In this assignment we will implement a vector computation engine that is able to construct vectors

and perform vector computations in the Java programming language. Your task is to implement the

incomplete functions in the provided scaffold code based on the included examples and documentation.

You are encouraged to ask questions on Ed using the assignments category. As with any assignment,

make sure that your work is your own, and you do not share your code or solutions with other students.**Working on your assignment**

You can work on this assignment on your own computer or the lab machines. Students can also take

advantage of the online code editor on Ed. Simply navigate to the assignment page and you are able to

run, edit and submit code from within your browser. We recommend that you use Safari or Chrome.

It is important that you continually back up your assignment files onto your own machine, flash drives,

external hard drives and cloud storage providers. You are encouraged to submit your assignment while

you are in the process of completing it. By submitting you will obtain some feedback of your progress.**Implementation details**

Your task is to implement a vector computation engine based on the included scaffold code and

the examples that are shown below. You can assume only valid input will be tested and that any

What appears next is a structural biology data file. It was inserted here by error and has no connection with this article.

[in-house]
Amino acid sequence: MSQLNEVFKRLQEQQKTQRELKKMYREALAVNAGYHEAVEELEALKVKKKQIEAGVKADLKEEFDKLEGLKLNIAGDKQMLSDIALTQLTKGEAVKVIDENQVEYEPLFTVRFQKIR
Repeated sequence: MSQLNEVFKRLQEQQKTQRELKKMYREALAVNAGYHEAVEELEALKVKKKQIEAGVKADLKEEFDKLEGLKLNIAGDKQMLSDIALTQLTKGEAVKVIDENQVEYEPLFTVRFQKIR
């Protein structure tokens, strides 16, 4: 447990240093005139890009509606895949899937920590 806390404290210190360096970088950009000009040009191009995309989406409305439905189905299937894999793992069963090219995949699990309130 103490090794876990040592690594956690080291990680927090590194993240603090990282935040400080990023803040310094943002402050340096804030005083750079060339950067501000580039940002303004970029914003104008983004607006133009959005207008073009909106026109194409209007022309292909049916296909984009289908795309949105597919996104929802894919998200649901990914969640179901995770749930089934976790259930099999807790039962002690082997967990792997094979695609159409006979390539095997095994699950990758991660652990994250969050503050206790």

commands that use vectors will be defined beforehand. All vectors will have the same length defined

by 1 6 *length *6 100*, *000*, *000. Vector elements are indexed from 0 and can contain values up to and

including the maximum value of long. Our test cases will not cause any integer overflows to occur.

Your program must be contained in the Vector.java and VectorEngine.java files and produce

no errors when compiled using javac on the lab machines and Ed. Your program will be run using

java VectorEngine <length> and read from standard input and write to standard output.

The VectorEngine.java file contains the main entry point method to the program, and is

responsible for managing the list of declared vectors, reading from standard input, delegating input

commands to the respective methods declared in the Vector class and then displaying output. This

functionality has been provided in VectorEngine.java and should not need to be modified.

The Vector.java file contains the scaffold code for the Vector class. Method stubs have been

created for the methods that you are expected to implement. Each of these stub methods contains a

comment with some sample input and output to help you understand how these methods should work.

The Vector class contains some instance variables that you can utilise to improve the performance

of your program. Since each vector is immutable we know that the results of each computation will

never change, so there is no need to calculate the same result multiple times. For example, instead

of calculating the sum every time the getSum method is called, you can instead calculate the sum

once and store the result in the sum instance variable then simply return this value in subsequent calls

to getSum. In addition, based on how each vector is constructed, you may be able to deduce some